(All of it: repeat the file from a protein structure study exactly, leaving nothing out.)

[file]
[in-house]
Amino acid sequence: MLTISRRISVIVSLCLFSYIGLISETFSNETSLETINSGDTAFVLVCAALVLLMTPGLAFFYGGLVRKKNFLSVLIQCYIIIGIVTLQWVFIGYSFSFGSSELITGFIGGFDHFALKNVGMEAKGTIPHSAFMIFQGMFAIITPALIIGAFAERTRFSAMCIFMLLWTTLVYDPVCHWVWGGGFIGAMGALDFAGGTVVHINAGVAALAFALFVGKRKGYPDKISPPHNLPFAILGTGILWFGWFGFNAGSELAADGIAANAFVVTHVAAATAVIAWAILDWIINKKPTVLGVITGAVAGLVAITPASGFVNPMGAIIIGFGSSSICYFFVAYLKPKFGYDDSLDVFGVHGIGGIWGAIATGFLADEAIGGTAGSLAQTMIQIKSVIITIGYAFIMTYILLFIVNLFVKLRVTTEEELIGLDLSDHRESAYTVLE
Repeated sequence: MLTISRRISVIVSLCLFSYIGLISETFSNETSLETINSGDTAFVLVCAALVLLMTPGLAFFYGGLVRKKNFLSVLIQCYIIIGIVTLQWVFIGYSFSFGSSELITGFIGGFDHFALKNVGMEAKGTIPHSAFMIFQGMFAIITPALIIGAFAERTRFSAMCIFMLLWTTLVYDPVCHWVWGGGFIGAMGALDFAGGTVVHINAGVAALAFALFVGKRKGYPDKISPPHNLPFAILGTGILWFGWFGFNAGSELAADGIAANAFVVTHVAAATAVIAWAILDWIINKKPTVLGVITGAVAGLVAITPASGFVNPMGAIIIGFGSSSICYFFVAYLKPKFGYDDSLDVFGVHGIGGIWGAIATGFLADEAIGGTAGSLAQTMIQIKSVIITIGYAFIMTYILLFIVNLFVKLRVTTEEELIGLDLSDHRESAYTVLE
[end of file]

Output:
[in-house]
Amino acid sequence: MLTISRRISVIVSLCLFSYIGLISETFSNETSLETINSGDTAFVLVCAALVLLMTPGLAFFYGGLVRKKNFLSVLIQCYIIIGIVTLQWVFIGYSFSFGSSELITGFIGGFDHFALKNVGMEAKGTIPHSAFMIFQGMFAIITPALIIGAFAERTRFSAMCIFMLLWTTLVYDPVCHWVWGGGFIGAMGALDFAGGTVVHINAGVAALAFALFVGKRKGYPDKISPPHNLPFAILGTGILWFGWFGFNAGSELAADGIAANAFVVTHVAAATAVIAWAILDWIINKKPTVLGVITGAVAGLVAITPASGFVNPMGAIIIGFGSSSICYFFVAYLKPKFGYDDSLDVFGVHGIGGIWGAIATGFLADEAIGGTAGSLAQTMIQIKSVIITIGYAFIMTYILLFIVNLFVKLRVTTEEELIGLDLSDHRESAYTVLE
Repeated sequence: MLTISRRISVIVSLCLFSYIGLISETFSNETSLETINSGDTAFVLVCAALVLLMTPGLAFFYGGLVRKKNFLSVLIQCYIIIGIVTLQWVFIGYSFSFGSSELITGFIGGFDHFALKNVGMEAKGTIPHSAFMIFQGMFAIITPALIIGAFAERTRFSAMCIFMLLWTTLVYDPVCHWVWGGGFIGAMGALDFAGGTVVHINAGVAALAFALFVGKRKGYPDKISPPHNLPFAILGTGILWFGWFGFNAGSELAADGIAANAFVVTHVAAATAVIAWAILDWIINKKPTVLGVITGAVAGLVAITPASGFVNPMGAIIIGFGSSSICYFFVAYLKPKFGYDDSLDVFGVHGIGGIWGAIATGFLADEAIGGTAGSLAQTMIQIKSVIITIGYAFIMTYILLFIVNLFVKLRVTTEEELIGLDLSDHRESAYTVLE